Catchment zoning for freshwater conservation: refining plans to enhance action on the ground.

Published online
29 Jul 2015
Content type
Journal article
Journal title
Journal of Applied Ecology

Hermoso, V. & Cattarino, L. & Kennard, M. J. & Watts, M. & Linke, S.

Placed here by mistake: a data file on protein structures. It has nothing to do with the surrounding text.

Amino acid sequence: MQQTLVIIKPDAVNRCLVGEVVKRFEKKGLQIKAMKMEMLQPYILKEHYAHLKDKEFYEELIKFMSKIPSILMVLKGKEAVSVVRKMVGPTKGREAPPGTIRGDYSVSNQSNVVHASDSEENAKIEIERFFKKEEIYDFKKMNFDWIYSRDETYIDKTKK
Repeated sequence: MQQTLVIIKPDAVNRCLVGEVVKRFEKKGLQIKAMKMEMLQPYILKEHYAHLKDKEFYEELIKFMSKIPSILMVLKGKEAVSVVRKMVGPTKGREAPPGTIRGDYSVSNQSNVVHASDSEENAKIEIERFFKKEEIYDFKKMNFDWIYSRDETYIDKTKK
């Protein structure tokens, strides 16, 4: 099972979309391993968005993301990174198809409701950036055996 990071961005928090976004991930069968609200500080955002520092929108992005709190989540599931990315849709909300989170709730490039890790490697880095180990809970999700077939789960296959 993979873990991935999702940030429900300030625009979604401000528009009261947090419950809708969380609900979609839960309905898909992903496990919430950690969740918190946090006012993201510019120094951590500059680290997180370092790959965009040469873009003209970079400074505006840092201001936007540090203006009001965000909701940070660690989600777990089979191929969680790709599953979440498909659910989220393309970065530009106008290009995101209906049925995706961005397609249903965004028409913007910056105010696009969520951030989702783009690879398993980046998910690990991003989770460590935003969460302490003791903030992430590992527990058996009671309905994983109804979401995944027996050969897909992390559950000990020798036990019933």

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Recent advances in freshwater conservation planning allow addressing some of the specific needs of these systems. These include spatial connectivity or propagation of threats along stream networks, essential to ensure the maintenance of ecosystem processes and the biodiversity they sustain. However, these peculiarities make conservation recommendations difficult to implement as they often require considering large areas that cannot be managed under conventional conservation schemes (e.g. strict protection). To facilitate the implementation of conservation in freshwater systems, a multizoning approach with different management zones subject to different management regimes was proposed. So far, this approach has only been used in post hoc exercises where zones were allocated using expert criteria. This might undermine the cost-effectiveness of conservation recommendations, because both the allocation and extent of these zones have never been optimized using the principles of systematic planning. Here, we demonstrate how to create a catchment multizone plan by using a commonly applied tool in marine and terrestrial realms. We first test the capability of Marxan with Zones to address problems in rivers by using a simulated example and then apply the findings to a real case in the Daly River catchment, northern Australia. We also demonstrate how to address common conservation planning issues, such as accounting for threats or species-specific connectivity needs in this multizone framework, and evaluate their effects on the spatial distribution and extent of different zones. We found that by prioritizing the allocation of zones subject to different management regimes, we could minimize the total area in need of strict conservation by a twofold factor. This reduction can be further reduced (threefold) when considering species' connectivity needs. The integration of threats helped reduce the average threats of areas selected by a twofold factor. Synthesis and applications. Catchment zoning can help refine conservation recommendations and enhance cost-effectiveness by prescribing different management regimes informed by ecological needs or distribution of threats. Reliable information on these factors is a key to ensure soundness of planning. Freely available software can be used to implement the approach we demonstrate here.

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